Both of these widows call us to let go of our grip on the things that feel scarce to us and rely on God for our security.  For the widow of Zarephath and the widow at the treasury, like so many of the people at the Neighborhood Fair, that scarcity was food and money.  Life without the resources to provide for one’s family is scary and hard, and those of us who have plenty are certainly called to do God’s work in the world, helping provide for those who live in poverty.  Jesus recognized those who put in out of their abundance.  However, Jesus commended the widow for giving out of her poverty.  We live comfortable lives with enough money in our pockets and abundant food on our tables.  How do Jesus’ words about giving out of our poverty apply to us?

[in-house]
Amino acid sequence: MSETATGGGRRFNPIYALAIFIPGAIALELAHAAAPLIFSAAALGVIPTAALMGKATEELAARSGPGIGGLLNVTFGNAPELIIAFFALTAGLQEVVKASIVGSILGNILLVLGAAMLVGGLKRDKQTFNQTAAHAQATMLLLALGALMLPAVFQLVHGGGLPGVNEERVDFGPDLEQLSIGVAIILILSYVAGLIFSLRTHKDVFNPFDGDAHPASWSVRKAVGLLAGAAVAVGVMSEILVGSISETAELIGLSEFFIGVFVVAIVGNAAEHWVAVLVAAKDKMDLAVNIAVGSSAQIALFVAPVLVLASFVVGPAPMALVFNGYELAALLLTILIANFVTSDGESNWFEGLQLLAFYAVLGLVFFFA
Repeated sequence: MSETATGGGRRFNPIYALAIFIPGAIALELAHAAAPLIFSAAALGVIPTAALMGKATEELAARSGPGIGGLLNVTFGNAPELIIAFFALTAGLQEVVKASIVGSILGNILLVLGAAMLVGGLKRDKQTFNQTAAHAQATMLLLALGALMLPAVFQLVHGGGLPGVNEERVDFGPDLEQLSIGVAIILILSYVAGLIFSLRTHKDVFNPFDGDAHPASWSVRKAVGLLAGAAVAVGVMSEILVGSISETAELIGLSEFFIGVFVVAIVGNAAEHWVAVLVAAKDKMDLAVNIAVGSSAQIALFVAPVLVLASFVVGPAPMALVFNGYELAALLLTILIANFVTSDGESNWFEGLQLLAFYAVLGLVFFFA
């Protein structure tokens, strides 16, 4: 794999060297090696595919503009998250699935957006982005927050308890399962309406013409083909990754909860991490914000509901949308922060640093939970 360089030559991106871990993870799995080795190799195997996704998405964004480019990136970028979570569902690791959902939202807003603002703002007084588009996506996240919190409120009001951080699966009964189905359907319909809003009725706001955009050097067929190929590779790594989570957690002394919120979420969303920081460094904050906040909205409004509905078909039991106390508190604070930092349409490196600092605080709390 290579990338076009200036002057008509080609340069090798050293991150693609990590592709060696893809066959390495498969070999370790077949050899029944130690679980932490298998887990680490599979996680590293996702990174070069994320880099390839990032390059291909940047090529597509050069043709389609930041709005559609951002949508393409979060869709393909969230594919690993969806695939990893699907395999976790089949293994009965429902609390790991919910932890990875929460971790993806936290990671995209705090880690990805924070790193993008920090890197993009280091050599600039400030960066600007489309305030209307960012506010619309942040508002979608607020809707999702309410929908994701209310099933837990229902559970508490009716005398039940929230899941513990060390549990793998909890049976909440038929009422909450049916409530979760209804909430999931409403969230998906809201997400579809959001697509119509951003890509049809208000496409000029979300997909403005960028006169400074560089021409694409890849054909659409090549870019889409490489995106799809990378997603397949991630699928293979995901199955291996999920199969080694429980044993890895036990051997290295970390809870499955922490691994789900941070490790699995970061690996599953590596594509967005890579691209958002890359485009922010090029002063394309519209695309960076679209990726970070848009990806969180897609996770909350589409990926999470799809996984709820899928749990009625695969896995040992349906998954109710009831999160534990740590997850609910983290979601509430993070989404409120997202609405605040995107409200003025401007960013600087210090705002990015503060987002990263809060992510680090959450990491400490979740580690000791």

I believe Jesus calls us to give out of our poverty as well.  Our scarcity might be time, as the demands on our time seem to exceed the number of hours in a day.  Or our scarcity might be love as we work to love those who hold views so very different from our own.  Or perhaps our scarcity is hope as violence snuffs out even more innocent lives, or faith that we can do anything to bring about a better world.  Our poverty is whatever seems so scarce that we must hold on tightly to what little we have.  The more tightly we hold on to our scarcity, the less open we are to God’s abundance. Like the widow’s mite or the bit of oil and bread, these stories call us to let go of what feels scarce and rely on God rather than the strength of our grip.  Jesus watched the rich give out of their abundance and Jesus watched the widow give out of her poverty.  Jesus calls us to give not only out of our abundance, which requires generosity, but to give out of our poverty, which requires faith.



Charlotte Collins Reed
Christ Church Episcopal
November 4, 2018

All Saints’ Day